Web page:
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It's What's on the Outside That Counts

Marketing: PC makers are launching massive campaigns to bolster brand awareness as they increasingly battle for buyers.


As the PC industry converges on Las Vegas this week for the annual Comdex extravaganza, one thing is clear: Never has brand been more important in selling computers.

A near-saturated consumer market and delays in new, must-have multimedia technology have dampened sales of home PCs just as two formidable contenders--Sony and Toshiba--are entering the already crowded field.

Faster processors and new operating systems have kept demand for desktop and notebook computers brisk among corporate customers, causing new players to jump into the latter arena as well, including Japanese electronics heavyweights Fujitsu and Hitachi.

It's no wonder computer makers are paying as much attention to what's on the outside of the box as the technology inside, launching massive marketing and advertising campaigns to bolster brand awareness in hopes of winning the hearts, minds and pocketbooks of computer buyers.

Already, Packard Bell, Apple, AST and other players who've slipped up on one or another of the fundamentals have seen sales and market share slither away. Even Hewlett-Packard, after a strong debut in the consumer segment last year, has stumbled of late.

"There's not room for all the notebook players. There's not room on store shelves for all the home PC brands. That's a formula for disaster," said Brad Johnson, who tracks the PC business for Advertising Age magazine.

Competitors are clawing after a domestic PC market that's come down to earth after growing nearly 25% during 1995, when consumers rushed to upgrade for Windows 95 and log onto the Internet. By contrast, analysts expect shipments to grow only 13% to 16% this year.


The slowdown is mainly due to home PC sales, which were flat in the third quarter, the first no-growth period in at least two years, according to analyst James Staten of Dataquest. By contrast, corporate PC sales are growing at a healthier 18% rate, with expectations of an even better 1997.

Analysts are bearish on the Christmas shopping season, which drives what is traditionally the computer industry's biggest quarter. The number of first-time buyers is tapering off, and innovations such as digital videodisc and Intel's MMX multimedia chip that were expected to be out by the holiday shopping season have been delayed until early next year, causing early adopters to hold off on buying new, more expensive machines.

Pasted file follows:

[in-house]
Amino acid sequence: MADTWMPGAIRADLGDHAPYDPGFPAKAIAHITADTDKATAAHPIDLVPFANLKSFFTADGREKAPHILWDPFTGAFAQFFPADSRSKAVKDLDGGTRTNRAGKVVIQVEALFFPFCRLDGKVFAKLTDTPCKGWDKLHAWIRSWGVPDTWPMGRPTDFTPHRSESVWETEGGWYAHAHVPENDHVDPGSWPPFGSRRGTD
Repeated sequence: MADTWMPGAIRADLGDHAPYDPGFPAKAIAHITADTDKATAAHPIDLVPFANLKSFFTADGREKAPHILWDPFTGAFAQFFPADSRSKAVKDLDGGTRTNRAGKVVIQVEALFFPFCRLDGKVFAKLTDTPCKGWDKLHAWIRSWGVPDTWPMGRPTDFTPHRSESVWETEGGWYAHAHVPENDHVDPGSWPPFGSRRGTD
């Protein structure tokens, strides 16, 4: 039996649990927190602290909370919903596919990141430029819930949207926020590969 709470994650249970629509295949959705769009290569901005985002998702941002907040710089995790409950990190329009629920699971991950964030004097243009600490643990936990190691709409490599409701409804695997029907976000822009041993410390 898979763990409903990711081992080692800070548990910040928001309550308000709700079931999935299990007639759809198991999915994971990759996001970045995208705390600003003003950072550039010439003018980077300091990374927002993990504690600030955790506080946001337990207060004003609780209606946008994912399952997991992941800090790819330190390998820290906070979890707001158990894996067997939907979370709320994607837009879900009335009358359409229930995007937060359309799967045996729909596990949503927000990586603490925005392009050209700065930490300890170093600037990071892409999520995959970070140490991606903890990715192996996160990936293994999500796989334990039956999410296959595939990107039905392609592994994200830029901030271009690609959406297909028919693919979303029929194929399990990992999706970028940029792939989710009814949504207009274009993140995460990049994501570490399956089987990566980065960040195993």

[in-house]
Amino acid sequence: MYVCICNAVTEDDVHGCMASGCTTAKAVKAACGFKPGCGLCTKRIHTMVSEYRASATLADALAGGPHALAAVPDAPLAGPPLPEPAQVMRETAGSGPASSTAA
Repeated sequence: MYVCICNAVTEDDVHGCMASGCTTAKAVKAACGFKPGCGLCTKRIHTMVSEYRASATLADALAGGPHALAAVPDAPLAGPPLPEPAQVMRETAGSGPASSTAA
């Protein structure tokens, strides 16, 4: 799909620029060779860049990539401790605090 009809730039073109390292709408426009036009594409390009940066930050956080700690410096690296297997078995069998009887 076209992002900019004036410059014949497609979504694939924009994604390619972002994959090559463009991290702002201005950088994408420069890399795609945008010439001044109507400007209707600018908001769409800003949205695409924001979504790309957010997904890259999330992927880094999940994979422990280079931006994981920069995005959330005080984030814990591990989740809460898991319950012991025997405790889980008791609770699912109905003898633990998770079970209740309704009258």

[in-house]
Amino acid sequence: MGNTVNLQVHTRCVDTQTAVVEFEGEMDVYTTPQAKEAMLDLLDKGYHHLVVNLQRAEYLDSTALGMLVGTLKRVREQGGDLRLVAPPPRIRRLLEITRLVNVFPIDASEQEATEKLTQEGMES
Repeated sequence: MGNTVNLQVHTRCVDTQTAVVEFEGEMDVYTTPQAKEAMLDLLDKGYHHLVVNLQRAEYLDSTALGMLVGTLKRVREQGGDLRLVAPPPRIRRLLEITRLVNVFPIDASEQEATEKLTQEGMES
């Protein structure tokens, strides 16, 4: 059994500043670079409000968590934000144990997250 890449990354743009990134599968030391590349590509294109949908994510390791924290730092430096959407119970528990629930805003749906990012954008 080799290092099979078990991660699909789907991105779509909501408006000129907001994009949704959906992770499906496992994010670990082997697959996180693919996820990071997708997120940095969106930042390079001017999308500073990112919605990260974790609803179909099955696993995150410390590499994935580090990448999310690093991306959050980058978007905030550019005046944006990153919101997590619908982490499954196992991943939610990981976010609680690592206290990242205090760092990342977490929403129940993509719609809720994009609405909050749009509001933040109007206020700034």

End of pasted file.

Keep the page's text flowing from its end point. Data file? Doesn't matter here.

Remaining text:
In fact, analysts aren't expecting to see much that's new and different at this year's Comdex, which runs through Friday and is expected to draw more than 210,000.

"There's simply nothing compelling right now," said Bill Zinsmeister, senior analyst with International Data Corp., the technology researcher. "PCs are still about $1,500 and they really aren't doing much more than they did last year. They're doing it faster, but not doing new things."

Consumer electronics retailers such as Circuit City and Best Buy could be hit the hardest by yuletide blahs, while mail-order companies such as Dell and Gateway 2000 should continue to see the healthy demand from bargain-seeking second- and third-time buyers that has fueled their recent stellar financial performance.

Against this backdrop, hardware manufacturers are doing everything they can to wow would-be buyers: holding prices, tweaking PCs to include common-sense features such as better speakers and built-in modems in notebooks, and expanding customer service operations.

But PC makers' major focus is in building brand names through national ad campaigns and other marketing strategies. Together, hardware and software makers spent a record $1 billion on advertising in 1995 and are on track to exceed that this year, according to Advertising Age.

Fujitsu and Hitachi, both of which established U.S. subsidiaries earlier this year to enter the notebook market, are spending upward of $20 million each--the bulk of it during the fourth quarter--on TV, newspaper and magazine ads to get their names in front of consumers.

"We want to be a tier-one player within five years," said Mark Yahiro, marketing vice president for Hitachi PC Corp.

Gimmicks are in too. In a series of publicity stunts last month, Hitachi employees parachuted out of airplanes carrying the company's E series notebooks to prove that the machines aren't as delicate as some people believe. At Comdex, a good chunk of Fujitsu's booth will be occupied by a bright-red 18-wheeler outfitted as a showcase for the company's new Lifebook notebooks.

"Fujitsu owns 23 affiliates in North America. We're huge and we've been selling things like mainframes here for years. There's brand equity in the name," said Greg Chambers, Fujitsu PC marketing vice president.

But analysts aren't expecting success to come quickly.

"The reality is Toshiba and IBM are the two strong guys in the [notebook] market," said Edward Lee, an analyst with the Robertson Stephens investment bank. "It's a tough market to crack."


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